So for the life of me I can seem to get good ink coverage on anything that is larger then the text on the design. Im not trying to print on big sizes just biz cards and post card sized stuff. I have tried to ask a couple printers online who’s work I saw had great coverage but they never return my emails, like its a great guarded secret. I feel like when I put to mush ink on the lines get messy on the edge if I put to little on you can see the paper, but no matter what I do I never have sold color. What am I doing wrong.
Is the ink to tacky
is it not tacky enough
No matter how many books or articles I read I can find this subject anywhere
Please help its driving me to dislike letterpress, and all I want to do it letterpress
Im using brand new magnesium plates
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what kind of press? How many rollers? Any photos?
I have a C&P 8x12 new style and if I am printing something like an illustration or something with more coverage I will make an impression have 2nd or 3rd round to give my rollers a chance to ink more throughly.. (I know it takes longer ect but it seems to work.)
I’m using a Heidelberg windmill 10x12 and so I can’t let the rollers run over more then once. And then there are only 2 ink rollers. I have not used the ink fountain yet only because the guy that I bought the press from said he never used it, and only put the ink directly on drum. I also have a C&P but the same thing would happen on that one as well. Its almost like the ink is not leaving the plate and thus not getting good coverage. I should try a poly plate and see what happens but I feel like its such an investment to get a base and such. Any one want to send me a small base and plate to try? LOL
I don’t know that it’s the plate — seems to me that its would be more likely the rollers, are they too high, or perhaps not enough packing, worn packing or tympan? I don’t know much about Windmills but a plate metal or plastic is probably not the issue.. Now if the plate is not quite type high that could cause an issue and there is thread here somewhere in the discussion on plates form Owosso not being quite type high.. I do feel your frustration I have my own issue — kind of the opposite, ink where it shouldn’t be making a sloppy print..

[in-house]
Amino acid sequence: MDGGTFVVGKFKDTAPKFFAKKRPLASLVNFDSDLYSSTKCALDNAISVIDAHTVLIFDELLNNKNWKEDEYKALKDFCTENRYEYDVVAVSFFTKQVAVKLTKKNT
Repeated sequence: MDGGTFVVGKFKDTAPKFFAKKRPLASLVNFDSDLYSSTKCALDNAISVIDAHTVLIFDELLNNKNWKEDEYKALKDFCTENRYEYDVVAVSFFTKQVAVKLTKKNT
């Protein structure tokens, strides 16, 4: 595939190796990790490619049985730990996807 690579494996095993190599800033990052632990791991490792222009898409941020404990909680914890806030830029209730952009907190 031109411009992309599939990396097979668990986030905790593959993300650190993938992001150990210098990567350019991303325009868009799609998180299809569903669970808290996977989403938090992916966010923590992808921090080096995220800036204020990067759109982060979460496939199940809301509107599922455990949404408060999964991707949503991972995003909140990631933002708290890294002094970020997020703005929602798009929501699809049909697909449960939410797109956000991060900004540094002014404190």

Unfortunately, there is no easy answer.
As a general rule-of-thumb, it’s easier to get heavier ink coverage on a cylinder press rather than a platen. But my main press is also a Heidelberg Windmill, and I’m not having the problems that you are. But I’m not trying to achieve perfect solids. I try to get good even coverage, but I also understand the limits of what can be achieved. It’s the nature of letterpress.
That said, I can offer a few suggestions for getting better ink coverage on the solids. You can try building up the packing underneath the solid areas. You can try increasing the amount of ink. And if it starts to get messy around the edges (as you mentioned) try raising the rollers a little.
If you think the ink is too tacky, you can try to add some reducer. If you do, be very careful, just a dab goes a long way.
You can let the rollers ink the form more than once on the Windmill. Let the rollers go over twice, then put on the impression and print, then take it off impression, and let the rollers go over twice again. It’s a little awkward, but after a while you can get in a rhythm and do this as the press is running.
It’s such a balancing act…you’ll just have to experiment.
Updated. I uploaded a picture to show an example, this is just a business card. They look like a bunch of pin holes
Brad is right, everything has to be in balance for it to come out right. Make sure the area in question is type high using a micrometer, learn how to set up your fountain to correctly manage your ink, and set your roller height and impression appropriately. You will have to make the solids ready to increase impression on them only, and you may have to use more ink than you think.
Modern inks are made with transparent white, so the ink will appear very transparent on the sheet. Mix your ink down with opaque white and use more on the press. The color will hold its value even when running it heavy and the color will be very opaque on the sheet. On a very large solid, you may have to run the solid image separate from the text to keep the text from overloading.
No secret formula, just take the time to set up the press and inking system correctly, and practice practice practice.
I have had similar problems and I think in my case it came down to the ink volume and temperature. It almost seems like you have too much ink on the cut causing the ink to squeeze out of the impression. Have you tried cutting down on the amount of ink on the ink disk? I had what I thought was little but the ink was a rubber base and I cut the amount in half and most of my problems went away.
The other thing I did was to get the ink nicely warmed up with an ink knife before putting it on the press. This seemed (may coincidentally) to also cut down on the problems I was experiencing.
Good luck and keep us posted!
I agree that this is over-inked. There should only be a fine film of ink on the type/plate/form, not enough to squeeze out like this.
I would suggest you first get your packing right by pulling an impression on the intended stock with no ink. Then add ink (the right amount) and set the rollers with a gauge.
The Arm Letterpress